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Grapevine : July 2011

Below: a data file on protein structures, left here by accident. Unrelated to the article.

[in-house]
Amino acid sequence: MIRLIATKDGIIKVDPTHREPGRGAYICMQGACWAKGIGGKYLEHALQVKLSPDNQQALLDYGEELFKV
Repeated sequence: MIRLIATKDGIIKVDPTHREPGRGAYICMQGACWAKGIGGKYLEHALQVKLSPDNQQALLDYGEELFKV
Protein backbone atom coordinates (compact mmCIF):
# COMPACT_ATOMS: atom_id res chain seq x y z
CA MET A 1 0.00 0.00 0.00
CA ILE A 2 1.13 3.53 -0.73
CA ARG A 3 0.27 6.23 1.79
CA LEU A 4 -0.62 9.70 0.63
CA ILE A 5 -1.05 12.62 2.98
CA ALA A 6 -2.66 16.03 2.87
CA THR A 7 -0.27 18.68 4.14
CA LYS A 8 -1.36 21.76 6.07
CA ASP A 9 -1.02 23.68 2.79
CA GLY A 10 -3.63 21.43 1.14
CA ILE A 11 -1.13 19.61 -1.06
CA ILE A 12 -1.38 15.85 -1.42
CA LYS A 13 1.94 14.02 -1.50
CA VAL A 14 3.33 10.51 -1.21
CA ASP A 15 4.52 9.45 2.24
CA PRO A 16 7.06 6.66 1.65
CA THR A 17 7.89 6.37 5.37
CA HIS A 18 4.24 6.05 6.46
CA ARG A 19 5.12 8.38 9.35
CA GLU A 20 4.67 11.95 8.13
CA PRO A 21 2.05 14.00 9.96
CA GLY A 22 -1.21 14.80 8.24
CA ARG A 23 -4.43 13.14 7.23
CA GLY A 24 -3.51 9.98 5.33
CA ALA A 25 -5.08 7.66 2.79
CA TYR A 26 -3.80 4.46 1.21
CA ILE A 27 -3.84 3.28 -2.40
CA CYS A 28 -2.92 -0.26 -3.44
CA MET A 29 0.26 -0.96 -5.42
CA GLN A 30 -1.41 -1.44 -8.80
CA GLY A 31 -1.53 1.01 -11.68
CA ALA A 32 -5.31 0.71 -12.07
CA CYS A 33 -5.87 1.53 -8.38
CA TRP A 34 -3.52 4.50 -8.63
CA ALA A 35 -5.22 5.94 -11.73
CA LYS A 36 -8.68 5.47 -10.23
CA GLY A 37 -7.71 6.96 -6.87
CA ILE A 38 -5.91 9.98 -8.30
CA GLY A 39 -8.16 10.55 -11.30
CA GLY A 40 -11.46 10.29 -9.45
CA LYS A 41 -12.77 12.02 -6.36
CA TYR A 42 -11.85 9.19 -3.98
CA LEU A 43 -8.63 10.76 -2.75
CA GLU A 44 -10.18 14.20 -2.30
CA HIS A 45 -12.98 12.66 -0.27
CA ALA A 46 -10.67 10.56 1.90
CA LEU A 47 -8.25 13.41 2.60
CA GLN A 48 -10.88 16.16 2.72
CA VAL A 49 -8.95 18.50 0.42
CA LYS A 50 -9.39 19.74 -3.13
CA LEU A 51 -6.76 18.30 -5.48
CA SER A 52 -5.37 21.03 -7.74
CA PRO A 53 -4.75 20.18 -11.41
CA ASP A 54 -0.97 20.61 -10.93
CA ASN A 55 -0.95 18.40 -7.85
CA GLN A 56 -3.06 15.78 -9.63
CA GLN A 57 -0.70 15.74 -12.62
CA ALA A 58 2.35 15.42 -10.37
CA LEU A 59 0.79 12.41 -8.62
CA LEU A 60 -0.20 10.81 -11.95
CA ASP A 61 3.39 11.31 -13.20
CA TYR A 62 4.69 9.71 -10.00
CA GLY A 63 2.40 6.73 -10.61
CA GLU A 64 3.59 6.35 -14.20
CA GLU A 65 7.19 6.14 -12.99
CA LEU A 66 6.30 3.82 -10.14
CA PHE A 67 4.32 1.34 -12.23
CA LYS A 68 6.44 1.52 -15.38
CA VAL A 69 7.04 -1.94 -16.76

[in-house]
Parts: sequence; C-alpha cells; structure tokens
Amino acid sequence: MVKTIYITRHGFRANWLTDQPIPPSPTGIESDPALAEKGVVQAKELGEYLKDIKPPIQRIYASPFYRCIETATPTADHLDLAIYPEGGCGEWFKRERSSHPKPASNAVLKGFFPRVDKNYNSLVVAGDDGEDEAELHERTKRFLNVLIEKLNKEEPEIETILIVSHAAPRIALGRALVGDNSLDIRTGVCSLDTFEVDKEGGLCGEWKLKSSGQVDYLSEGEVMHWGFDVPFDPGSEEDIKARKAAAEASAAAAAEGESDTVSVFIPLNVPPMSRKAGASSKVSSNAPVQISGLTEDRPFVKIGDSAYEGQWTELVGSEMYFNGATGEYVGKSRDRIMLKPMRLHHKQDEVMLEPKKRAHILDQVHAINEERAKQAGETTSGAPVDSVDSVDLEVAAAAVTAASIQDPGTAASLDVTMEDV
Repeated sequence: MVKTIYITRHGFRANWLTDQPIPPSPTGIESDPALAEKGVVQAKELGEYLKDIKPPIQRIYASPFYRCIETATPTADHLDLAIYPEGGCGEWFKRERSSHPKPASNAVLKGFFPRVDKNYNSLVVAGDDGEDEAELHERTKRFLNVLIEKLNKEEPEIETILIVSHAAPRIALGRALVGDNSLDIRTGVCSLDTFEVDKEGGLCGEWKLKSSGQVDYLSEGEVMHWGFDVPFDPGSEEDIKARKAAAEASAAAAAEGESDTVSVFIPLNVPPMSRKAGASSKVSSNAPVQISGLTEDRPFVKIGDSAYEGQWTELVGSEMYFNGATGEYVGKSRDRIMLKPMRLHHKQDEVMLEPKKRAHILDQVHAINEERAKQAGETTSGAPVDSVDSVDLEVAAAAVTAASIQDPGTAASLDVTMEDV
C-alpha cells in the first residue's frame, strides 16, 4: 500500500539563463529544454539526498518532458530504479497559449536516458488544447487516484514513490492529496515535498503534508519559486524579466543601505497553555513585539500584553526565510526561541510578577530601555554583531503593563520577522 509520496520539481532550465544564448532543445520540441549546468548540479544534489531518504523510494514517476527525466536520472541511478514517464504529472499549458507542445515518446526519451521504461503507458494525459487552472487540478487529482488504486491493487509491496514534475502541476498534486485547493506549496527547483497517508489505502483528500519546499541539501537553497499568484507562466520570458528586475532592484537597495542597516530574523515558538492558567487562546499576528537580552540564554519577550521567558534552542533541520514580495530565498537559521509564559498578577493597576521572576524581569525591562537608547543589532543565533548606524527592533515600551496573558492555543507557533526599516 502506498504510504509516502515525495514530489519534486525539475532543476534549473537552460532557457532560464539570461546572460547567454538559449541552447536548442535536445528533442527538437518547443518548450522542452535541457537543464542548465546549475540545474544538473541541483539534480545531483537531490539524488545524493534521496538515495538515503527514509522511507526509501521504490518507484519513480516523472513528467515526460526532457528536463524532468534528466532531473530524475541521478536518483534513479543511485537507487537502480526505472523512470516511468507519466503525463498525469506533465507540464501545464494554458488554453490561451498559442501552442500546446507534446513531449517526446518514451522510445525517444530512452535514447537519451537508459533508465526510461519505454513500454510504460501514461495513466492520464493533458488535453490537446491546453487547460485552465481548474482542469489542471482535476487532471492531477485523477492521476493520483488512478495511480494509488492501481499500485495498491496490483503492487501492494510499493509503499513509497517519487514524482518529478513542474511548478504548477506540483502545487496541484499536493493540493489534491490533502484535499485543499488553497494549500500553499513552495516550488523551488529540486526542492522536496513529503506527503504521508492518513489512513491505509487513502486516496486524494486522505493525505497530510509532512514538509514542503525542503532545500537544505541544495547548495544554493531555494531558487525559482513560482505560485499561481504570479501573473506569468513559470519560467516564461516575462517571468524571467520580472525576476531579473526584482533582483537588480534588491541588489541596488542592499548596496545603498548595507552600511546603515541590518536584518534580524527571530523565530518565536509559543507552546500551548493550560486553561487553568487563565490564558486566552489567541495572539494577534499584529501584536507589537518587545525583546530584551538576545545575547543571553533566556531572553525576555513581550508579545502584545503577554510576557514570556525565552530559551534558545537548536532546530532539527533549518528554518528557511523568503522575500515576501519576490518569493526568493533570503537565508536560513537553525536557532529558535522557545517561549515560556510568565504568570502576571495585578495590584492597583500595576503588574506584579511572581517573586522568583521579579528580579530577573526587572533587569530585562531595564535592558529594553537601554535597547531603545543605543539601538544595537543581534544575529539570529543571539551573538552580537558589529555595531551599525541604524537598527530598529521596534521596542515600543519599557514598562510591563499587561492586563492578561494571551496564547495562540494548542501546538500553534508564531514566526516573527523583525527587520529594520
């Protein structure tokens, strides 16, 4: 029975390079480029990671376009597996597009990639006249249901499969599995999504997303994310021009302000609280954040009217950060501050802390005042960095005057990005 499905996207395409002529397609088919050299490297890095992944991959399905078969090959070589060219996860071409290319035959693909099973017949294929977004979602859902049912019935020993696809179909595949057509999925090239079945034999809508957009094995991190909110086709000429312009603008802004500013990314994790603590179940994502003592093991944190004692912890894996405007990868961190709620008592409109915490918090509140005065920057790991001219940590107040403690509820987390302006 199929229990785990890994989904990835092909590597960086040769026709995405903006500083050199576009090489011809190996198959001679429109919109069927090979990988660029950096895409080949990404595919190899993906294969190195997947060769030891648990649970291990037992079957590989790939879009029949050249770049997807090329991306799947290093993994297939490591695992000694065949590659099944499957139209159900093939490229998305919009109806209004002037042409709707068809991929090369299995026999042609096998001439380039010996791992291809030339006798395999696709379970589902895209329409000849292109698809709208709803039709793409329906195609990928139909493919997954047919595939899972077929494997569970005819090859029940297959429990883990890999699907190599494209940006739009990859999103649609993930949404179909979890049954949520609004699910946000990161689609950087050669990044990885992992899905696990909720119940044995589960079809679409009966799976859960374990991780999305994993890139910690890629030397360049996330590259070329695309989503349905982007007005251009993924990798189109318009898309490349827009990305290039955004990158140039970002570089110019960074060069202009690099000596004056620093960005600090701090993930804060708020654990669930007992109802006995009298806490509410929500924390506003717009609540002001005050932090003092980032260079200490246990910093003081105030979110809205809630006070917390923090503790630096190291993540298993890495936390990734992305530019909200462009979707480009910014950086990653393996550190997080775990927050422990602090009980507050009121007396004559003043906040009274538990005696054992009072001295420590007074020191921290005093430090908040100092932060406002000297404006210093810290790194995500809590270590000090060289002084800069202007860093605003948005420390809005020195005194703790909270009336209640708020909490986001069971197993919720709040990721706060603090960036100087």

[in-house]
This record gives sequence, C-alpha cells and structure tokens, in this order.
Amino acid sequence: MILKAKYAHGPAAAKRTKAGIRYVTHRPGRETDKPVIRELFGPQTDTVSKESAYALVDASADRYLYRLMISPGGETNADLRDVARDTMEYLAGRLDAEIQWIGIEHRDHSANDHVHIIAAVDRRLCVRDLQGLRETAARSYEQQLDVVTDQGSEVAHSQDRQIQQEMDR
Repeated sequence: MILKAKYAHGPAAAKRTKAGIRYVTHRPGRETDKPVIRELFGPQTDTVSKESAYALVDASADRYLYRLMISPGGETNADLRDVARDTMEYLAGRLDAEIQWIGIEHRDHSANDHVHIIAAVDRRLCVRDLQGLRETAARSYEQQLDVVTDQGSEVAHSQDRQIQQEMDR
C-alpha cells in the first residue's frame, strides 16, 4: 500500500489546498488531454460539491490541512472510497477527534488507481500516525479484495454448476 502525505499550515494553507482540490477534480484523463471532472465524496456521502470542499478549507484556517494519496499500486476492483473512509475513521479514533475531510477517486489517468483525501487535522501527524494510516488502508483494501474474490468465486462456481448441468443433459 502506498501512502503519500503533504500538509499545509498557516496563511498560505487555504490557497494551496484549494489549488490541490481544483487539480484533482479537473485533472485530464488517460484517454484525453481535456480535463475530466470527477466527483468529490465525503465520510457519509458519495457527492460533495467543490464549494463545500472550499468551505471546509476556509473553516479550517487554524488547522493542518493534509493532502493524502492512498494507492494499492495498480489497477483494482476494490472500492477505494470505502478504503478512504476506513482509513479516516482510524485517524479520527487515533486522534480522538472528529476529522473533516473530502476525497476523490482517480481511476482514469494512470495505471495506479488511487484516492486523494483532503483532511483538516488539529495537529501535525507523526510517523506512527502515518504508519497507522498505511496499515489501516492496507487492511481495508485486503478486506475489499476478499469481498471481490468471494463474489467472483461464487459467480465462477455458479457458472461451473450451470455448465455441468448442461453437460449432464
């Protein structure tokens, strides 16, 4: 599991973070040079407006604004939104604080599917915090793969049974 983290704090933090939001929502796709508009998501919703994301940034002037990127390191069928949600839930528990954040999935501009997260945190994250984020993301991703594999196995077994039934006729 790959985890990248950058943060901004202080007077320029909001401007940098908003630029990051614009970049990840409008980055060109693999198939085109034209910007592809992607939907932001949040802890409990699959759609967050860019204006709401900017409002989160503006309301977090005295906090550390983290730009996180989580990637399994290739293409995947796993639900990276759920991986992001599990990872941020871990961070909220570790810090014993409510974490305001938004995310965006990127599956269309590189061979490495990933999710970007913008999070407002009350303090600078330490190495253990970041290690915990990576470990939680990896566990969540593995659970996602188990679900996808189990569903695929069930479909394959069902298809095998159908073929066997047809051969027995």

T he other night, a group mem- ber brought a large stack of old Grapevines to the meeting. I was able to latch one from October, 2005, which featured a story by Da- vid of Oregon entitled, "That Should Tell a Person Something." Reading that story triggered a memory, long forgotten, that happened to me dur- ing World War II. The war was in full action, and our freighter had just come back from delivering a cargo of food and ammunition to the port of Vladi- vostok in Russia. We docked at the port of Gourock on the Clyde River in Scotland, loaded a cargo of wool- en goods (uniforms, blankets, etc.) destined for our armed forces. The crew watched, wide-eyed and drool- ing as the stevedores loaded case af- ter case of various brands of famous Four sheets to the wind A World War II vet recalls how a ship full of whiskey got his captain sober OUR PERSONAL STORIES scotch whiskey. Back in the At- lantic and heading for the States, the captain asked the chief mate to check on the whiskey cases stored in hold num- ber four. We'd just passed through some stormy seas and we needed to make sure our precious cargo was undamaged, you see. Later that night, I strolled on deck for some fresh air and saw the two of them, sitting on the hatch cover, each waving a bottle of whis- key, swigging and laughing, obvi- ously both already four sheets to wind (an old sailor's phrase for "ex- tremely well lubricated"). It didn't take long for the rest of the crew to hear the raucous party- ing and, when they found the hold's door unlocked and all those cases of 38 July 2011